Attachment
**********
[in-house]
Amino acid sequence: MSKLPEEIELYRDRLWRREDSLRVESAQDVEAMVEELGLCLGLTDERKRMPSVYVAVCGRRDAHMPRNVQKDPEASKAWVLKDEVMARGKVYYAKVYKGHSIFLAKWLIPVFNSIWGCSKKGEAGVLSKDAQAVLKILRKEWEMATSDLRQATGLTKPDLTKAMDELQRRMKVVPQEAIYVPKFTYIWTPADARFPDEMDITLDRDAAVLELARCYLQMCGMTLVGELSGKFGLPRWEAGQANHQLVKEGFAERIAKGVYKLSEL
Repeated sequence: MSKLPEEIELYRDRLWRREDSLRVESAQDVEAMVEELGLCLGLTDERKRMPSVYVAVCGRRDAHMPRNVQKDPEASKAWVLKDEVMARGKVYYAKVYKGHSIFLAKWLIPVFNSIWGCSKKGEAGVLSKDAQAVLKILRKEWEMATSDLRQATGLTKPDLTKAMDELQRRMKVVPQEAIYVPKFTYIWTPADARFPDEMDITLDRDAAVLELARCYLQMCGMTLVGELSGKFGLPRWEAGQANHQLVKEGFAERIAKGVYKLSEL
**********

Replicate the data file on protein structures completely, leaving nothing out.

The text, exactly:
[in-house]
Amino acid sequence: MSKLPEEIELYRDRLWRREDSLRVESAQDVEAMVEELGLCLGLTDERKRMPSVYVAVCGRRDAHMPRNVQKDPEASKAWVLKDEVMARGKVYYAKVYKGHSIFLAKWLIPVFNSIWGCSKKGEAGVLSKDAQAVLKILRKEWEMATSDLRQATGLTKPDLTKAMDELQRRMKVVPQEAIYVPKFTYIWTPADARFPDEMDITLDRDAAVLELARCYLQMCGMTLVGELSGKFGLPRWEAGQANHQLVKEGFAERIAKGVYKLSEL
Repeated sequence: MSKLPEEIELYRDRLWRREDSLRVESAQDVEAMVEELGLCLGLTDERKRMPSVYVAVCGRRDAHMPRNVQKDPEASKAWVLKDEVMARGKVYYAKVYKGHSIFLAKWLIPVFNSIWGCSKKGEAGVLSKDAQAVLKILRKEWEMATSDLRQATGLTKPDLTKAMDELQRRMKVVPQEAIYVPKFTYIWTPADARFPDEMDITLDRDAAVLELARCYLQMCGMTLVGELSGKFGLPRWEAGQANHQLVKEGFAERIAKGVYKLSEL